Deformation and fracture behavior of electrocodeposited alumina nanoparticle/copper composite films

Yong X. GAN*, Chih-Shing WEI, Marca LAM, Xiaoding WEI, Dongyun LEE, Jeffrey W. KYSAR, Xi CHEN

*Corresponding author for this work

Research output: Journal PublicationsJournal Article (refereed)peer-review

13 Citations (Scopus)


Electrocodeposition of alumina nanoparticles and copper thin film on silicon wafers was performed. The volume fraction of the nanoparticle is about 5% and the size is about 50 nm. Comparison between the static tensile behaviors of specimens with and without nanoparticles reveals that the Young's modulus is significantly increased by incorporating nanoparticles into the copper film. However, the ultimate tensile strength of the nanocomposite (235 MPa) is slightly lower than that of the pure copper reference specimen (250 MPa). For the nanocomposite, the strain at failure is 7.8%, which is lower than that of the pure copper film (10.5%). Distinct microscale deformation mechanisms are observed: the main deformation mechanism of the pure copper film is slip followed by strain hardening, whereas for the nanocomposite, multistage failure behaviors are found due to the debonding at the nanoparticle/copper interface. Notched specimens were also tested and compared with the unnotched specimens. In addition, cyclic loading tests on the nanocomposite were conducted to show its hardening behavior. © Springer Science+Business Media, LLC 2007.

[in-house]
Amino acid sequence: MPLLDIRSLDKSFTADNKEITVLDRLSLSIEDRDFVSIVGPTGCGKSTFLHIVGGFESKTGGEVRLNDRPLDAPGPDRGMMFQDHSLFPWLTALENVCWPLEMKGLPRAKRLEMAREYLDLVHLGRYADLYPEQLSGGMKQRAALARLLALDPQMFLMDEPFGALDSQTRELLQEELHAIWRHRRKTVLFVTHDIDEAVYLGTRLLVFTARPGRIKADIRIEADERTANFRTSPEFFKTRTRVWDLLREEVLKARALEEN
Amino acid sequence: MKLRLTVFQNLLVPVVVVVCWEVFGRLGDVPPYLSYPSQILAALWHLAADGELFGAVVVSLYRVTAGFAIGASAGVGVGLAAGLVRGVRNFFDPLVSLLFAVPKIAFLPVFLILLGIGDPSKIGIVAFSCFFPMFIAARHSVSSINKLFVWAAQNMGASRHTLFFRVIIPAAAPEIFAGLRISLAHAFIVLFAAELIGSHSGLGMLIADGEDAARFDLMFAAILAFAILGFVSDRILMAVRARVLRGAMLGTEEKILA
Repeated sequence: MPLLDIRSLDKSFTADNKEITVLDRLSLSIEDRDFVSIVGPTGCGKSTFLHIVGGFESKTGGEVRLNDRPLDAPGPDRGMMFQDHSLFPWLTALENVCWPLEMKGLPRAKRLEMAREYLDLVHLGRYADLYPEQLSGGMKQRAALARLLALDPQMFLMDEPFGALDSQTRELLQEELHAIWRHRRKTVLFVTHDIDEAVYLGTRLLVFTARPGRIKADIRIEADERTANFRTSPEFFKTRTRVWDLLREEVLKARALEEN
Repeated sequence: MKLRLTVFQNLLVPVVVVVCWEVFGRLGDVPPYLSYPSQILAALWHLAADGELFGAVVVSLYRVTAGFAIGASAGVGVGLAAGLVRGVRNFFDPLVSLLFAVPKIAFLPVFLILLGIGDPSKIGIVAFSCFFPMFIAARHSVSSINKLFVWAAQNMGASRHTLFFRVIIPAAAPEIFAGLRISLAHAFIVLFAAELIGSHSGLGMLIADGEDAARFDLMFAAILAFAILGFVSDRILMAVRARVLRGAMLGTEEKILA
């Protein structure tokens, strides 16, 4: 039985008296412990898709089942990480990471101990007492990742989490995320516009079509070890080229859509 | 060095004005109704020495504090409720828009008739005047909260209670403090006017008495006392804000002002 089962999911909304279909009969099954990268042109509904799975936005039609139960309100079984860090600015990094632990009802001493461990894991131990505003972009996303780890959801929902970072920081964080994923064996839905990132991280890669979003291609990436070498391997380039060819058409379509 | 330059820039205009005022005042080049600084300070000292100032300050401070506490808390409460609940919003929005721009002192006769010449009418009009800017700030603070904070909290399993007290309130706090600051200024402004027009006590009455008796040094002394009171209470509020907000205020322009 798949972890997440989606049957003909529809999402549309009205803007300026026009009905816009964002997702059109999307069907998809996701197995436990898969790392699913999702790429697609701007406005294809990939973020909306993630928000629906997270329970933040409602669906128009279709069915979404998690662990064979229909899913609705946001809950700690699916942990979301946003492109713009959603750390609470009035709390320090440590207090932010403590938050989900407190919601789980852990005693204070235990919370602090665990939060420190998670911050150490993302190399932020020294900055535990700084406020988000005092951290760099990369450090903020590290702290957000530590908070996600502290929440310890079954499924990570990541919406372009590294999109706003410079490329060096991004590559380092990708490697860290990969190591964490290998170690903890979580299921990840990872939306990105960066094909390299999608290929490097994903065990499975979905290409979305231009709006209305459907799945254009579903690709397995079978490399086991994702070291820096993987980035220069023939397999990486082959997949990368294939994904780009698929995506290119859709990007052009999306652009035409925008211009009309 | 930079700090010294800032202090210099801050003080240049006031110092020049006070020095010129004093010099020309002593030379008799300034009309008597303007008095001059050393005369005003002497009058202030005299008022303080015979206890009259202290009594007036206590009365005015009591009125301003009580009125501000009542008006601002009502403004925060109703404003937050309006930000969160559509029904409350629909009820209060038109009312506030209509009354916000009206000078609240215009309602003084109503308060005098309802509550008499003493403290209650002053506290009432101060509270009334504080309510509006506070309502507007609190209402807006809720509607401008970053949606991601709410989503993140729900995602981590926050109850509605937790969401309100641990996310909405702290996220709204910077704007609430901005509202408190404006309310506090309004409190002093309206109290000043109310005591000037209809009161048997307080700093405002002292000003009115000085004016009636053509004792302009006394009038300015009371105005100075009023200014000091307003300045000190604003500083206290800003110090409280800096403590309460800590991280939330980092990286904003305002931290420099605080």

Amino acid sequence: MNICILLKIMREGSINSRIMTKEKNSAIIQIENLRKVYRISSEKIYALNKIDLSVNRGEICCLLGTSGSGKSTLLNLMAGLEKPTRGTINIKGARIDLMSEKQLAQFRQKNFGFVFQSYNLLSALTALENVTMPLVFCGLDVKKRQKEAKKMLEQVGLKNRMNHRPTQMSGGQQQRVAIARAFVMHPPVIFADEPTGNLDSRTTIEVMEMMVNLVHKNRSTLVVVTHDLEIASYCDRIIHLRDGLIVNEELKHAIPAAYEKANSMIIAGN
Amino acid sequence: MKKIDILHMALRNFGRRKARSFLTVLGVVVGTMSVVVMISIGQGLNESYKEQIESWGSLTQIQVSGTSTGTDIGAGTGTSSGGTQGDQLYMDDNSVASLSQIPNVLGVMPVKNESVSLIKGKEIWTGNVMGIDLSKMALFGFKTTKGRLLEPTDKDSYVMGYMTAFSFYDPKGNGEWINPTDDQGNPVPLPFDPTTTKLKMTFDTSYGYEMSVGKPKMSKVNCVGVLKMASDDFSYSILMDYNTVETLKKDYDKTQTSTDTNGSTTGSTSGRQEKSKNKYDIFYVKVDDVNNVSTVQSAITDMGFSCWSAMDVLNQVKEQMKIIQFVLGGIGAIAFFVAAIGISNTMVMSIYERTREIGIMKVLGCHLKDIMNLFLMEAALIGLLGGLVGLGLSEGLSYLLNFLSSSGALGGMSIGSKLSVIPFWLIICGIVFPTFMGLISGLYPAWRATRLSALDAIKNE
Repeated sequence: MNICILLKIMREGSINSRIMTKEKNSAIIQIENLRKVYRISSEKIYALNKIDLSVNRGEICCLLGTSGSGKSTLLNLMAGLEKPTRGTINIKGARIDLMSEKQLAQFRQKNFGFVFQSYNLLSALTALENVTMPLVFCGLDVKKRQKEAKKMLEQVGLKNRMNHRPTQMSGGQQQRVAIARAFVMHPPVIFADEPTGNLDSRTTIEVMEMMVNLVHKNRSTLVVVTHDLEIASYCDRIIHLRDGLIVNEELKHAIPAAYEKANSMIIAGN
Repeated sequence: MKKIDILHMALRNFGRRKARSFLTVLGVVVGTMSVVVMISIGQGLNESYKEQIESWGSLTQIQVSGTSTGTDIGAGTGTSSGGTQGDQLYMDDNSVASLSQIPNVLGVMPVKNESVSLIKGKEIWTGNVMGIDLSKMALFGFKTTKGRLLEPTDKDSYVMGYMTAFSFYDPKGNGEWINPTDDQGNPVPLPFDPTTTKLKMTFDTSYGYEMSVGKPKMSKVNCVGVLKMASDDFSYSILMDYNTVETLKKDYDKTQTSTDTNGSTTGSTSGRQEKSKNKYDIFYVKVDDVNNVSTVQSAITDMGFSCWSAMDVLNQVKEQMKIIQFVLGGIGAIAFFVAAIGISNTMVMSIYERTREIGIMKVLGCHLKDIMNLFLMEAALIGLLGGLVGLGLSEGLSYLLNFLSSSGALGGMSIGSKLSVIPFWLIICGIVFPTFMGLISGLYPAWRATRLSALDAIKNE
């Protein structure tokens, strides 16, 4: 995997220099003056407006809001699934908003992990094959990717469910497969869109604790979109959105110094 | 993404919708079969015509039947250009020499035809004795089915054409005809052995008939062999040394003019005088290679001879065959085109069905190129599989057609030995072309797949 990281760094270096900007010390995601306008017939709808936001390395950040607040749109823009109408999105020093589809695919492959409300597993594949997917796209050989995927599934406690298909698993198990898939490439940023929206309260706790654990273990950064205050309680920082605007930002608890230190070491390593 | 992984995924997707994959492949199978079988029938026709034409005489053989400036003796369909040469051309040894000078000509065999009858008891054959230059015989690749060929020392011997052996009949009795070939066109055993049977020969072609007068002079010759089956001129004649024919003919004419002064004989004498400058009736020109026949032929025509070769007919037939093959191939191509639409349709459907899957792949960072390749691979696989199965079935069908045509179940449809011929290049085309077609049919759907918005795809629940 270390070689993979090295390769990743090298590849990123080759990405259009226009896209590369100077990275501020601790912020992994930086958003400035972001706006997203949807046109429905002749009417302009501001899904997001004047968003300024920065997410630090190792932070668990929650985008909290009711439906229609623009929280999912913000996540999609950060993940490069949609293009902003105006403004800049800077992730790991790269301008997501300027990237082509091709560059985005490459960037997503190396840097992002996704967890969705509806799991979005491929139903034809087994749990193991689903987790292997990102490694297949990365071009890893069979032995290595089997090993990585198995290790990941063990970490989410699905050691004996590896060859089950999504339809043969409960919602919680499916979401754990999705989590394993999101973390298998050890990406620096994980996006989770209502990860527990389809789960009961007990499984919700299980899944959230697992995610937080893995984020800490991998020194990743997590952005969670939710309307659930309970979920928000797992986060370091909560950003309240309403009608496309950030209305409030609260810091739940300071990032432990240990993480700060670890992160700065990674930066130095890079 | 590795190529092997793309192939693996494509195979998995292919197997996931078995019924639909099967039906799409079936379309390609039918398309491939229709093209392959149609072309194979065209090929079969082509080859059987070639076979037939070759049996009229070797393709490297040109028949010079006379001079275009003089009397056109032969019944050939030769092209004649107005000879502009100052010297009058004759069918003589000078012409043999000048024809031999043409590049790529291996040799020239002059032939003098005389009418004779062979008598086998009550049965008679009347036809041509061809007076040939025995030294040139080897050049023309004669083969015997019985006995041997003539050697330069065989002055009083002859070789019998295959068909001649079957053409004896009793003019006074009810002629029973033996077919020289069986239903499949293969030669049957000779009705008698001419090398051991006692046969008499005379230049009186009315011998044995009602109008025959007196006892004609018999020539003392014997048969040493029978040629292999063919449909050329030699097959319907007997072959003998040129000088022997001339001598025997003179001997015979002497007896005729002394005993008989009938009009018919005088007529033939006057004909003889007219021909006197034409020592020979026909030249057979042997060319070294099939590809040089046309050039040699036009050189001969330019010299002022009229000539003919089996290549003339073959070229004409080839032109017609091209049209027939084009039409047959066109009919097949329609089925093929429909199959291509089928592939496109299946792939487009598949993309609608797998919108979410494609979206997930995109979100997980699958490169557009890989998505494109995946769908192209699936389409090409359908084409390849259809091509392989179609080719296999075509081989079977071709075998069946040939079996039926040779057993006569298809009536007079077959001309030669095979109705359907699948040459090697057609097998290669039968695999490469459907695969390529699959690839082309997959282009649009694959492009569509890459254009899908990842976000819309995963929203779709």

Original languageEnglish
Pages (from-to)5256-5263
Number of pages7
JournalJournal of Materials Science
Issue number13
Publication statusPublished - 31 Jan 2007
Externally publishedYes

Bibliographical note

Acknowledgments: This work was supported in part by MRSEC Program of the National Science Foundation under Award Number DMR-0213574 and by the New York State Office of Science, Technology and Academic Research (NYSTAR). YXG appreciates Mr. Richard J. Harniman in the Nanoscience and Engineering Center, Columbia University for his valuable assistance in using the Hitachi S4700 scanning electron microscope. We also appreciate both the editor and the reviewers for providing valuable comments for modification on the paper.


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